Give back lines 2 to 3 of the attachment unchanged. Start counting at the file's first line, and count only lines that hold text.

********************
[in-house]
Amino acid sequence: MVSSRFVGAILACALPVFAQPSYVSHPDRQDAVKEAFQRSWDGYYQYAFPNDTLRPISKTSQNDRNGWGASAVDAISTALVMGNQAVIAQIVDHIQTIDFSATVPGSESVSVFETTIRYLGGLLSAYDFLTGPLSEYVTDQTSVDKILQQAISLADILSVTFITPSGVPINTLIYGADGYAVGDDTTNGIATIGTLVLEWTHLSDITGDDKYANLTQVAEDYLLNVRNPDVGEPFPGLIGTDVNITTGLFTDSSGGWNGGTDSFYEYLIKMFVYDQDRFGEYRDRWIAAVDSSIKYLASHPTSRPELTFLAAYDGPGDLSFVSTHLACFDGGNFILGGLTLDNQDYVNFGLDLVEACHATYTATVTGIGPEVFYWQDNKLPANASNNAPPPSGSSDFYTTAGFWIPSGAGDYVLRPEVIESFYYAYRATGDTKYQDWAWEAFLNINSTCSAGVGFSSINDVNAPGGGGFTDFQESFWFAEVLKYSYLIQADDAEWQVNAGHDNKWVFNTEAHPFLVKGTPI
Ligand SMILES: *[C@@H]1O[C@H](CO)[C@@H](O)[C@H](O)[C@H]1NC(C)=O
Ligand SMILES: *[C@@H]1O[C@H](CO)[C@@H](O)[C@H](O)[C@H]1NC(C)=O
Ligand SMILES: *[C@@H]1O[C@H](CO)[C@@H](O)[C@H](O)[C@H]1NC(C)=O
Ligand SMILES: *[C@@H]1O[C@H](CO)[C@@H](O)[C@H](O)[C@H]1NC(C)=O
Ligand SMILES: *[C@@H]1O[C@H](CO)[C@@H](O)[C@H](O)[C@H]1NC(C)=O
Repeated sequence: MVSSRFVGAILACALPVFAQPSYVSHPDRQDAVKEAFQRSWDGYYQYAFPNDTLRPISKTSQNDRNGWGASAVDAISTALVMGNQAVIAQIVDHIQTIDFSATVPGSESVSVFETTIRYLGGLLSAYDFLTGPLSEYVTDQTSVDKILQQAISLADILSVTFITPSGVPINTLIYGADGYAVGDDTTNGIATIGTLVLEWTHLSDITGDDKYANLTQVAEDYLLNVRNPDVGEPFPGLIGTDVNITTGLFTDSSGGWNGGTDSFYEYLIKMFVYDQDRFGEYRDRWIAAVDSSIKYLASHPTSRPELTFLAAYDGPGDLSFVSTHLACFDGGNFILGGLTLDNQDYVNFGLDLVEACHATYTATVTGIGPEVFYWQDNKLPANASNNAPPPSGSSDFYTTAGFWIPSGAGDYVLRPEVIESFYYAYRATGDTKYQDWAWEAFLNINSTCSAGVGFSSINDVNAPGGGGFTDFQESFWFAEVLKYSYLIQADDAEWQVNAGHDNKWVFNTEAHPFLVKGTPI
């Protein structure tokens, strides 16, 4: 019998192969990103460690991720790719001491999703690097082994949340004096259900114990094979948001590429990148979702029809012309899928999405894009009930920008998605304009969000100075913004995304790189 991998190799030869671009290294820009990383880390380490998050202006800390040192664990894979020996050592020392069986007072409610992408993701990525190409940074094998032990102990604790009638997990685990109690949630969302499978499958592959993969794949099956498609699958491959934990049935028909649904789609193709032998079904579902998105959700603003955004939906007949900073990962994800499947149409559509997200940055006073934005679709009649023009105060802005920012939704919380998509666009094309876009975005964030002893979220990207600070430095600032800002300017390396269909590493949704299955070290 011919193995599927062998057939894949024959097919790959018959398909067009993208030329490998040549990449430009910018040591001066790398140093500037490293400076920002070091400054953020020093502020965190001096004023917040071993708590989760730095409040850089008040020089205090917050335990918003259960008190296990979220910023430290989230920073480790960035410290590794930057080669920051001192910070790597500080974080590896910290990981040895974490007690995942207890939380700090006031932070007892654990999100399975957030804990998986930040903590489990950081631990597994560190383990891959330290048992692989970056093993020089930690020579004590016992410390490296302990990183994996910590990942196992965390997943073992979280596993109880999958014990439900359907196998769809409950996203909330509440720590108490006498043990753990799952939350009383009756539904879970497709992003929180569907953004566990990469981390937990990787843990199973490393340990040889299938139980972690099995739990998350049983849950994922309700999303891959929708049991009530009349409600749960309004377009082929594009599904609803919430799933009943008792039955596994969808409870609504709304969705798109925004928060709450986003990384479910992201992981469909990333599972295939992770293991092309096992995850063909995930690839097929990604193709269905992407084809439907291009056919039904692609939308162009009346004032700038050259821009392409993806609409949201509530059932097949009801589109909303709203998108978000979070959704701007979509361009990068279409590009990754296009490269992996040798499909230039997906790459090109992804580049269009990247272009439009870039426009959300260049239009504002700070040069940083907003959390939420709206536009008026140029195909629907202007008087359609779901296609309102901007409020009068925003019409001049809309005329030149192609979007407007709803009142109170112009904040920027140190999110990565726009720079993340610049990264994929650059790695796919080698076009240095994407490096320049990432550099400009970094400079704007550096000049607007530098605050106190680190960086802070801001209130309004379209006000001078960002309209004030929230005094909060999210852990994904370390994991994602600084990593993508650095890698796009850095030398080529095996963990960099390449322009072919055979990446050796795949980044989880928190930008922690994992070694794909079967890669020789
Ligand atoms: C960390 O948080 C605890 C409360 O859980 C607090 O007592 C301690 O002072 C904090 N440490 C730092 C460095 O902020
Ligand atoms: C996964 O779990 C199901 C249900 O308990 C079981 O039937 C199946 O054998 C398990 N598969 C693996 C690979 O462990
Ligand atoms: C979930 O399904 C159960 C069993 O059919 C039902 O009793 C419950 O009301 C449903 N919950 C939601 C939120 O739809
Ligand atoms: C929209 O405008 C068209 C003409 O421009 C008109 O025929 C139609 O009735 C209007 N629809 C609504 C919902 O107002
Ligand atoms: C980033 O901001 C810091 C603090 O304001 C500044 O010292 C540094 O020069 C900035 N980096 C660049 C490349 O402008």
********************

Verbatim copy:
Amino acid sequence: MVSSRFVGAILACALPVFAQPSYVSHPDRQDAVKEAFQRSWDGYYQYAFPNDTLRPISKTSQNDRNGWGASAVDAISTALVMGNQAVIAQIVDHIQTIDFSATVPGSESVSVFETTIRYLGGLLSAYDFLTGPLSEYVTDQTSVDKILQQAISLADILSVTFITPSGVPINTLIYGADGYAVGDDTTNGIATIGTLVLEWTHLSDITGDDKYANLTQVAEDYLLNVRNPDVGEPFPGLIGTDVNITTGLFTDSSGGWNGGTDSFYEYLIKMFVYDQDRFGEYRDRWIAAVDSSIKYLASHPTSRPELTFLAAYDGPGDLSFVSTHLACFDGGNFILGGLTLDNQDYVNFGLDLVEACHATYTATVTGIGPEVFYWQDNKLPANASNNAPPPSGSSDFYTTAGFWIPSGAGDYVLRPEVIESFYYAYRATGDTKYQDWAWEAFLNINSTCSAGVGFSSINDVNAPGGGGFTDFQESFWFAEVLKYSYLIQADDAEWQVNAGHDNKWVFNTEAHPFLVKGTPI
Ligand SMILES: *[C@@H]1O[C@H](CO)[C@@H](O)[C@H](O)[C@H]1NC(C)=O